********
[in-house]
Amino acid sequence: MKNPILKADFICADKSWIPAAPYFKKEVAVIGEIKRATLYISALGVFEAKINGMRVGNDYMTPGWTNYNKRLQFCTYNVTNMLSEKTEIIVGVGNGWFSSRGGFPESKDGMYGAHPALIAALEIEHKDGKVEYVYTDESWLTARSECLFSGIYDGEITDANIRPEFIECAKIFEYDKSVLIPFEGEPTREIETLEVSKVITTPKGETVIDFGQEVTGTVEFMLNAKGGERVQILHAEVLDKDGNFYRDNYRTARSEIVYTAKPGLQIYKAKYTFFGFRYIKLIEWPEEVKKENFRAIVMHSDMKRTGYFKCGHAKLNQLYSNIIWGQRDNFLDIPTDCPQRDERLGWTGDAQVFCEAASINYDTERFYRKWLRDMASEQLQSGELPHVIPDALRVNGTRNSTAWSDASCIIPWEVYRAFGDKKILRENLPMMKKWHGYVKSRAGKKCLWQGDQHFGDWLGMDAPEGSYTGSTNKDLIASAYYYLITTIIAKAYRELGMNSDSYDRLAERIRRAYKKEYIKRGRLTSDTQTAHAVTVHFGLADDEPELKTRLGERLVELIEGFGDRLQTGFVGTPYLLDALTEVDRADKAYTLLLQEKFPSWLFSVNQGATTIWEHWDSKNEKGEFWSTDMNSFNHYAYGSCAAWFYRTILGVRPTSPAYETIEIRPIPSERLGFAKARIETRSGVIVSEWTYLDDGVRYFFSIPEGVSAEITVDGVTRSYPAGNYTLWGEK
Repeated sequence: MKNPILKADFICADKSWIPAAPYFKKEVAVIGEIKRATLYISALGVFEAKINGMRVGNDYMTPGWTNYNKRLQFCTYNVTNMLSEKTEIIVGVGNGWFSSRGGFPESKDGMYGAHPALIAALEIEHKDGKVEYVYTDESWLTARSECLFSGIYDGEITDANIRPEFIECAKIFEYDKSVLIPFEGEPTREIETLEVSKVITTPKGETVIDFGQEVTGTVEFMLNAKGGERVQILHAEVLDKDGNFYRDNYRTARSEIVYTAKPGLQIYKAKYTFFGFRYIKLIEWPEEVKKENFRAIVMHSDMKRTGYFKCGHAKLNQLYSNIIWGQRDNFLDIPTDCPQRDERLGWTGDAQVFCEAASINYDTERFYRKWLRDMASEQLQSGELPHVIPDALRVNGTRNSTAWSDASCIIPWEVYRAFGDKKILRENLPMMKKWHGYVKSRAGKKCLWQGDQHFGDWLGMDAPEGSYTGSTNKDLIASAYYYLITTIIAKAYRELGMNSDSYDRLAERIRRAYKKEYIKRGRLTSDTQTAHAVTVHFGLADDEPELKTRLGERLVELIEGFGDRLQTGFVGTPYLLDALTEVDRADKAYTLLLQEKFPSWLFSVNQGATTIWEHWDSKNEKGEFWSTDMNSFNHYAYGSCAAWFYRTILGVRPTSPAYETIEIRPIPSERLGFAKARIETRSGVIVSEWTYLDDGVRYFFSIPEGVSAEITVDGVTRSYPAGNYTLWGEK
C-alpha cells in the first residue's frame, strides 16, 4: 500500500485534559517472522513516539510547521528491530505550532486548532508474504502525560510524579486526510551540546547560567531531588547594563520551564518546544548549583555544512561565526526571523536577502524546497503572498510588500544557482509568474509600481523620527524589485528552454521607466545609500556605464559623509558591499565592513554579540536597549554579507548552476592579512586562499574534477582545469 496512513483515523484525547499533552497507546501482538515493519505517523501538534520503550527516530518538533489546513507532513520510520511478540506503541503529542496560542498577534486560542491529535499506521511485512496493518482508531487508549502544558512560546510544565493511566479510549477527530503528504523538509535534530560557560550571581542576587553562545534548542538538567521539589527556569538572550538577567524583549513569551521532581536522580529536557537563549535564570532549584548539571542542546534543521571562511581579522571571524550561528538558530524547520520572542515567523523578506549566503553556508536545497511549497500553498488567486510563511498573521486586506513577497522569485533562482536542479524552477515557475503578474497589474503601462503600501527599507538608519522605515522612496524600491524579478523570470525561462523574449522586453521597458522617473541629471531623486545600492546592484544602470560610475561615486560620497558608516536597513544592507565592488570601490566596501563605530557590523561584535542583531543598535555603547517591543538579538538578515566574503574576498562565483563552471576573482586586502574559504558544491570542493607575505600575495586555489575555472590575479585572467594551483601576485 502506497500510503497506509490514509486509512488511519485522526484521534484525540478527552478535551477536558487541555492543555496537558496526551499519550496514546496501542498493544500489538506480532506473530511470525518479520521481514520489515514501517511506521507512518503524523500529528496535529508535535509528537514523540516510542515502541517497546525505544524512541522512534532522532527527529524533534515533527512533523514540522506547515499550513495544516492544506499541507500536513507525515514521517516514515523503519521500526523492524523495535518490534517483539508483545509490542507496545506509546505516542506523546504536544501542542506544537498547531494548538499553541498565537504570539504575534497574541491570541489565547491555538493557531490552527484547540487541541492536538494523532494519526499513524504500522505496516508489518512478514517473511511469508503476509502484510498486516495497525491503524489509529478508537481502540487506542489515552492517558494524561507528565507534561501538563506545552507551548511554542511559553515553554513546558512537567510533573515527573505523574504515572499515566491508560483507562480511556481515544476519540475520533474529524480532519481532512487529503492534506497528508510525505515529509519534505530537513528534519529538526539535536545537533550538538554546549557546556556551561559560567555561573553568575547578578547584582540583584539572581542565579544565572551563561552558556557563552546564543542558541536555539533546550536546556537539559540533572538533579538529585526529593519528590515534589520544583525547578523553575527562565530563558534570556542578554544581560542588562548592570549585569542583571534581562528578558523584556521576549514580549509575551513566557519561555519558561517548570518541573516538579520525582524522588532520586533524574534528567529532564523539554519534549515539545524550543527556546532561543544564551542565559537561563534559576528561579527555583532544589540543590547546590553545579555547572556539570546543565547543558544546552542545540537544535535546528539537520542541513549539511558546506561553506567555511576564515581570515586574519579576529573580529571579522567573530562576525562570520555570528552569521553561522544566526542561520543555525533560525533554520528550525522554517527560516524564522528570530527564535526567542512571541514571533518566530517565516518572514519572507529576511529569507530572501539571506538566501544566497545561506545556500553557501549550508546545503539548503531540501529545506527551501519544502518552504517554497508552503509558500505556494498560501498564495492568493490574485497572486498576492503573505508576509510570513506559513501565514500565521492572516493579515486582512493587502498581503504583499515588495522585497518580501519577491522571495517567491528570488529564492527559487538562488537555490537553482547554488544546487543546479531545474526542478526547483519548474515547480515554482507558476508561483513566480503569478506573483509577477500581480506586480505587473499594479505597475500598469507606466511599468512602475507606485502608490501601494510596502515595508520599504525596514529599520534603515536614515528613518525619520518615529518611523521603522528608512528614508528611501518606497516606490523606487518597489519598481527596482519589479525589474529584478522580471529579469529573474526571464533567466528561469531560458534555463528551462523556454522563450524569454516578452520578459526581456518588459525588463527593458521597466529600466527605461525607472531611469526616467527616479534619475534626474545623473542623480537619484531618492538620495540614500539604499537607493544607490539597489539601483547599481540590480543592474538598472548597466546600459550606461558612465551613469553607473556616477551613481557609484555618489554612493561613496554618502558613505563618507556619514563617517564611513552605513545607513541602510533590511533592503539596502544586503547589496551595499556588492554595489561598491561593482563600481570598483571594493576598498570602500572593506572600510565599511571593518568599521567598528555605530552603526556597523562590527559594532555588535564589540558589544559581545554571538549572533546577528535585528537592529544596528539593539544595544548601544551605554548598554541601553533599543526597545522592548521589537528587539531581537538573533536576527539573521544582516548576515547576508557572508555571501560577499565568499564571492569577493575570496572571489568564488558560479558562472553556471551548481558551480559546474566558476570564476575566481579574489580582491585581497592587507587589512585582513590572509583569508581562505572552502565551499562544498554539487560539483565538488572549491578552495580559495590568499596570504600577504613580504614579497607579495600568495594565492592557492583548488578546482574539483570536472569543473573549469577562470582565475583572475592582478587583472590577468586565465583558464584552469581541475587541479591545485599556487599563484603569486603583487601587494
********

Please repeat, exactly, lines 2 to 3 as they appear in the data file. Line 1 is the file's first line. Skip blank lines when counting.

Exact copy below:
Amino acid sequence: MKNPILKADFICADKSWIPAAPYFKKEVAVIGEIKRATLYISALGVFEAKINGMRVGNDYMTPGWTNYNKRLQFCTYNVTNMLSEKTEIIVGVGNGWFSSRGGFPESKDGMYGAHPALIAALEIEHKDGKVEYVYTDESWLTARSECLFSGIYDGEITDANIRPEFIECAKIFEYDKSVLIPFEGEPTREIETLEVSKVITTPKGETVIDFGQEVTGTVEFMLNAKGGERVQILHAEVLDKDGNFYRDNYRTARSEIVYTAKPGLQIYKAKYTFFGFRYIKLIEWPEEVKKENFRAIVMHSDMKRTGYFKCGHAKLNQLYSNIIWGQRDNFLDIPTDCPQRDERLGWTGDAQVFCEAASINYDTERFYRKWLRDMASEQLQSGELPHVIPDALRVNGTRNSTAWSDASCIIPWEVYRAFGDKKILRENLPMMKKWHGYVKSRAGKKCLWQGDQHFGDWLGMDAPEGSYTGSTNKDLIASAYYYLITTIIAKAYRELGMNSDSYDRLAERIRRAYKKEYIKRGRLTSDTQTAHAVTVHFGLADDEPELKTRLGERLVELIEGFGDRLQTGFVGTPYLLDALTEVDRADKAYTLLLQEKFPSWLFSVNQGATTIWEHWDSKNEKGEFWSTDMNSFNHYAYGSCAAWFYRTILGVRPTSPAYETIEIRPIPSERLGFAKARIETRSGVIVSEWTYLDDGVRYFFSIPEGVSAEITVDGVTRSYPAGNYTLWGEK
Repeated sequence: MKNPILKADFICADKSWIPAAPYFKKEVAVIGEIKRATLYISALGVFEAKINGMRVGNDYMTPGWTNYNKRLQFCTYNVTNMLSEKTEIIVGVGNGWFSSRGGFPESKDGMYGAHPALIAALEIEHKDGKVEYVYTDESWLTARSECLFSGIYDGEITDANIRPEFIECAKIFEYDKSVLIPFEGEPTREIETLEVSKVITTPKGETVIDFGQEVTGTVEFMLNAKGGERVQILHAEVLDKDGNFYRDNYRTARSEIVYTAKPGLQIYKAKYTFFGFRYIKLIEWPEEVKKENFRAIVMHSDMKRTGYFKCGHAKLNQLYSNIIWGQRDNFLDIPTDCPQRDERLGWTGDAQVFCEAASINYDTERFYRKWLRDMASEQLQSGELPHVIPDALRVNGTRNSTAWSDASCIIPWEVYRAFGDKKILRENLPMMKKWHGYVKSRAGKKCLWQGDQHFGDWLGMDAPEGSYTGSTNKDLIASAYYYLITTIIAKAYRELGMNSDSYDRLAERIRRAYKKEYIKRGRLTSDTQTAHAVTVHFGLADDEPELKTRLGERLVELIEGFGDRLQTGFVGTPYLLDALTEVDRADKAYTLLLQEKFPSWLFSVNQGATTIWEHWDSKNEKGEFWSTDMNSFNHYAYGSCAAWFYRTILGVRPTSPAYETIEIRPIPSERLGFAKARIETRSGVIVSEWTYLDDGVRYFFSIPEGVSAEITVDGVTRSYPAGNYTLWGEK